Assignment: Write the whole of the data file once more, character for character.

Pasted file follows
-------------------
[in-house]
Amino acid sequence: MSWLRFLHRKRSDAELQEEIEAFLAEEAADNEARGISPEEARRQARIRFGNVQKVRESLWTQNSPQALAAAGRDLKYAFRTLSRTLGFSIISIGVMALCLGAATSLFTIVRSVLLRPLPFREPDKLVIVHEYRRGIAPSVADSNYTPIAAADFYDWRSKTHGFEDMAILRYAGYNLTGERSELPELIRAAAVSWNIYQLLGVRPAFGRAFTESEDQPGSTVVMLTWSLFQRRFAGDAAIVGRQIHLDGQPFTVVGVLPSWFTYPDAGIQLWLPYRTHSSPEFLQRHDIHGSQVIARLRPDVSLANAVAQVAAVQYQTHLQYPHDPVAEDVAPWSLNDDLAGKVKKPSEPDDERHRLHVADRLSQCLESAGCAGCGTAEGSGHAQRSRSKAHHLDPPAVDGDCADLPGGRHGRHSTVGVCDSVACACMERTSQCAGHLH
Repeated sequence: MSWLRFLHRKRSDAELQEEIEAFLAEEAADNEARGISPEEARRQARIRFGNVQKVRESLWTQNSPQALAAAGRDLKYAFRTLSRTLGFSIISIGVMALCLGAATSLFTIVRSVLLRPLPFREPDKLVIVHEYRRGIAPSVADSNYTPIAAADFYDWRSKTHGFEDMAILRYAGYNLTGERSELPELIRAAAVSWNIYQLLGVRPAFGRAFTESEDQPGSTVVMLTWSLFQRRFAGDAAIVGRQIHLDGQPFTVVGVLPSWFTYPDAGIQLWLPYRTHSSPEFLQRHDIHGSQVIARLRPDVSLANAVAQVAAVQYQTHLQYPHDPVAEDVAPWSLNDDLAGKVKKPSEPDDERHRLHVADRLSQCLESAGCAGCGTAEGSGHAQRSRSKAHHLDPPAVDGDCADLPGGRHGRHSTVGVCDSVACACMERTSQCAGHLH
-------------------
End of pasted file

[in-house]
Amino acid sequence: MSWLRFLHRKRSDAELQEEIEAFLAEEAADNEARGISPEEARRQARIRFGNVQKVRESLWTQNSPQALAAAGRDLKYAFRTLSRTLGFSIISIGVMALCLGAATSLFTIVRSVLLRPLPFREPDKLVIVHEYRRGIAPSVADSNYTPIAAADFYDWRSKTHGFEDMAILRYAGYNLTGERSELPELIRAAAVSWNIYQLLGVRPAFGRAFTESEDQPGSTVVMLTWSLFQRRFAGDAAIVGRQIHLDGQPFTVVGVLPSWFTYPDAGIQLWLPYRTHSSPEFLQRHDIHGSQVIARLRPDVSLANAVAQVAAVQYQTHLQYPHDPVAEDVAPWSLNDDLAGKVKKPSEPDDERHRLHVADRLSQCLESAGCAGCGTAEGSGHAQRSRSKAHHLDPPAVDGDCADLPGGRHGRHSTVGVCDSVACACMERTSQCAGHLH
Repeated sequence: MSWLRFLHRKRSDAELQEEIEAFLAEEAADNEARGISPEEARRQARIRFGNVQKVRESLWTQNSPQALAAAGRDLKYAFRTLSRTLGFSIISIGVMALCLGAATSLFTIVRSVLLRPLPFREPDKLVIVHEYRRGIAPSVADSNYTPIAAADFYDWRSKTHGFEDMAILRYAGYNLTGERSELPELIRAAAVSWNIYQLLGVRPAFGRAFTESEDQPGSTVVMLTWSLFQRRFAGDAAIVGRQIHLDGQPFTVVGVLPSWFTYPDAGIQLWLPYRTHSSPEFLQRHDIHGSQVIARLRPDVSLANAVAQVAAVQYQTHLQYPHDPVAEDVAPWSLNDDLAGKVKKPSEPDDERHRLHVADRLSQCLESAGCAGCGTAEGSGHAQRSRSKAHHLDPPAVDGDCADLPGGRHGRHSTVGVCDSVACACMERTSQCAGHLH